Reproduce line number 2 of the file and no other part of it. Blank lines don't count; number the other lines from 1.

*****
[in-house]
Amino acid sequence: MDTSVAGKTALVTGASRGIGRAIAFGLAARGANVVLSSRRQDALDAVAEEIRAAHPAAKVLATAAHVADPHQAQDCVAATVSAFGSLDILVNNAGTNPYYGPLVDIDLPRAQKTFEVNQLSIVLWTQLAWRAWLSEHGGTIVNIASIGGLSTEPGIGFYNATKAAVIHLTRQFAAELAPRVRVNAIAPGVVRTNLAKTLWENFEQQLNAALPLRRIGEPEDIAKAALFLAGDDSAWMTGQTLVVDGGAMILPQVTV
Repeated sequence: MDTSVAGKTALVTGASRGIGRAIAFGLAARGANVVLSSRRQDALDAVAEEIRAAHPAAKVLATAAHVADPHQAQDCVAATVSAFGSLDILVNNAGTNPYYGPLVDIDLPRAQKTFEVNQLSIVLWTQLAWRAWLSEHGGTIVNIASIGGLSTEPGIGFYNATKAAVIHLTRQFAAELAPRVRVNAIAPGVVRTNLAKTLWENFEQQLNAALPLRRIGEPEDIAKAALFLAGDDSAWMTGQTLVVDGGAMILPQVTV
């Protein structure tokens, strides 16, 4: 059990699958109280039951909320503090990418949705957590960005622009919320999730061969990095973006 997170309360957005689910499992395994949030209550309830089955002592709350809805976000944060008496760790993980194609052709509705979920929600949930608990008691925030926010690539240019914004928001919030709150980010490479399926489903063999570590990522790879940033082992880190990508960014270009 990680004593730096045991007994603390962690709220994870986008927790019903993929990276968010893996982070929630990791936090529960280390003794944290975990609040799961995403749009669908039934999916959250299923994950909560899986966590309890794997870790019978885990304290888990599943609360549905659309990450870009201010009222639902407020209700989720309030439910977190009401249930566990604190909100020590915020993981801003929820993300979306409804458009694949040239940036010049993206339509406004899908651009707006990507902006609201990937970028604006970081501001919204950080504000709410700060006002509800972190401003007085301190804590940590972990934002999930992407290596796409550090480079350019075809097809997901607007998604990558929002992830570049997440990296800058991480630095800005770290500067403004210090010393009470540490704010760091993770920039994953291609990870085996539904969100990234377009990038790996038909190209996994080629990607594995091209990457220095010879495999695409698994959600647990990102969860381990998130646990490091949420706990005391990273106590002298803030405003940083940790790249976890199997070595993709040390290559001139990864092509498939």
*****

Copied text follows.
Amino acid sequence: MDTSVAGKTALVTGASRGIGRAIAFGLAARGANVVLSSRRQDALDAVAEEIRAAHPAAKVLATAAHVADPHQAQDCVAATVSAFGSLDILVNNAGTNPYYGPLVDIDLPRAQKTFEVNQLSIVLWTQLAWRAWLSEHGGTIVNIASIGGLSTEPGIGFYNATKAAVIHLTRQFAAELAPRVRVNAIAPGVVRTNLAKTLWENFEQQLNAALPLRRIGEPEDIAKAALFLAGDDSAWMTGQTLVVDGGAMILPQVTV